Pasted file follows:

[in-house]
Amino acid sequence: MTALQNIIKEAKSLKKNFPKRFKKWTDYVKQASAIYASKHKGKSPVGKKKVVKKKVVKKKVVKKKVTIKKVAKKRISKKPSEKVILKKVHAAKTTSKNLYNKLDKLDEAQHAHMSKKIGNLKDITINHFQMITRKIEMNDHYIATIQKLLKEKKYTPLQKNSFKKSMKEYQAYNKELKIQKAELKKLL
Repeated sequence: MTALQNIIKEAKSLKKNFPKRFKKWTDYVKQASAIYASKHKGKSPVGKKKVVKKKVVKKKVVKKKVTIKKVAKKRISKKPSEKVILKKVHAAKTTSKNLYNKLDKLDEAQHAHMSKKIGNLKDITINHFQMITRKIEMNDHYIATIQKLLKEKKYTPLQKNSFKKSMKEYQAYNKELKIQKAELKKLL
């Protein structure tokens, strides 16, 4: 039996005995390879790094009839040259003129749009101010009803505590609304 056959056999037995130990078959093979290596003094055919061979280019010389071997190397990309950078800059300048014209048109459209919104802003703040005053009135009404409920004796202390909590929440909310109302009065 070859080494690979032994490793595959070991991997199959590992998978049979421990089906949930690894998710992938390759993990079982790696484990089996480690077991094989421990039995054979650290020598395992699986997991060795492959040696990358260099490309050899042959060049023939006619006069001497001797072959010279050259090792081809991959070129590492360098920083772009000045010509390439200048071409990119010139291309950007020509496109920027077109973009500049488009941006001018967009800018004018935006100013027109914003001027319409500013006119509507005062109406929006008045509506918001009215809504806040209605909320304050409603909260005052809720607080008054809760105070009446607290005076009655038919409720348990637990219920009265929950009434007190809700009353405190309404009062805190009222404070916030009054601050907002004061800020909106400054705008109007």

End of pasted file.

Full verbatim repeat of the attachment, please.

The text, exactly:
[in-house]
Amino acid sequence: MTALQNIIKEAKSLKKNFPKRFKKWTDYVKQASAIYASKHKGKSPVGKKKVVKKKVVKKKVVKKKVTIKKVAKKRISKKPSEKVILKKVHAAKTTSKNLYNKLDKLDEAQHAHMSKKIGNLKDITINHFQMITRKIEMNDHYIATIQKLLKEKKYTPLQKNSFKKSMKEYQAYNKELKIQKAELKKLL
Repeated sequence: MTALQNIIKEAKSLKKNFPKRFKKWTDYVKQASAIYASKHKGKSPVGKKKVVKKKVVKKKVVKKKVTIKKVAKKRISKKPSEKVILKKVHAAKTTSKNLYNKLDKLDEAQHAHMSKKIGNLKDITINHFQMITRKIEMNDHYIATIQKLLKEKKYTPLQKNSFKKSMKEYQAYNKELKIQKAELKKLL
């Protein structure tokens, strides 16, 4: 039996005995390879790094009839040259003129749009101010009803505590609304 056959056999037995130990078959093979290596003094055919061979280019010389071997190397990309950078800059300048014209048109459209919104802003703040005053009135009404409920004796202390909590929440909310109302009065 070859080494690979032994490793595959070991991997199959590992998978049979421990089906949930690894998710992938390759993990079982790696484990089996480690077991094989421990039995054979650290020598395992699986997991060795492959040696990358260099490309050899042959060049023939006619006069001497001797072959010279050259090792081809991959070129590492360098920083772009000045010509390439200048071409990119010139291309950007020509496109920027077109973009500049488009941006001018967009800018004018935006100013027109914003001027319409500013006119509507005062109406929006008045509506918001009215809504806040209605909320304050409603909260005052809720607080008054809760105070009446607290005076009655038919409720348990637990219920009265929950009434007190809700009353405190309404009062805190009222404070916030009054601050907002004061800020909106400054705008109007």